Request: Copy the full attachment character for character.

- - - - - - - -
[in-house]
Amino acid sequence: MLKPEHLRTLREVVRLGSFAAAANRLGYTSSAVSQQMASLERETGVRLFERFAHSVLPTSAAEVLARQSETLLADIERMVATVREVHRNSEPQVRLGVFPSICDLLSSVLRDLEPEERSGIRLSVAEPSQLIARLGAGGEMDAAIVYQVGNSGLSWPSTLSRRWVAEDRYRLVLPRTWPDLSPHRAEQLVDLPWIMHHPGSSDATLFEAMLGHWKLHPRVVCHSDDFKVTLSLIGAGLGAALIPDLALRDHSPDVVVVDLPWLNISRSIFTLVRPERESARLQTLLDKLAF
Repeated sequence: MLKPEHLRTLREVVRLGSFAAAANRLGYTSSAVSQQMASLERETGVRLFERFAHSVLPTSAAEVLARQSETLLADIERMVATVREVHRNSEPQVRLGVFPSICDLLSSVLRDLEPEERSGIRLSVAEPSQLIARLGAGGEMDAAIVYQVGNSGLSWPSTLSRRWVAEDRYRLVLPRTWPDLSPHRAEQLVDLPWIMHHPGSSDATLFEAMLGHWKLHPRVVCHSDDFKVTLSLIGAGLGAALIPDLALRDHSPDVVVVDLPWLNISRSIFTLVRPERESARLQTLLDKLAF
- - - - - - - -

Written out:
[in-house]
Amino acid sequence: MLKPEHLRTLREVVRLGSFAAAANRLGYTSSAVSQQMASLERETGVRLFERFAHSVLPTSAAEVLARQSETLLADIERMVATVREVHRNSEPQVRLGVFPSICDLLSSVLRDLEPEERSGIRLSVAEPSQLIARLGAGGEMDAAIVYQVGNSGLSWPSTLSRRWVAEDRYRLVLPRTWPDLSPHRAEQLVDLPWIMHHPGSSDATLFEAMLGHWKLHPRVVCHSDDFKVTLSLIGAGLGAALIPDLALRDHSPDVVVVDLPWLNISRSIFTLVRPERESARLQTLLDKLAF
Repeated sequence: MLKPEHLRTLREVVRLGSFAAAANRLGYTSSAVSQQMASLERETGVRLFERFAHSVLPTSAAEVLARQSETLLADIERMVATVREVHRNSEPQVRLGVFPSICDLLSSVLRDLEPEERSGIRLSVAEPSQLIARLGAGGEMDAAIVYQVGNSGLSWPSTLSRRWVAEDRYRLVLPRTWPDLSPHRAEQLVDLPWIMHHPGSSDATLFEAMLGHWKLHPRVVCHSDDFKVTLSLIGAGLGAALIPDLALRDHSPDVVVVDLPWLNISRSIFTLVRPERESARLQTLLDKLAF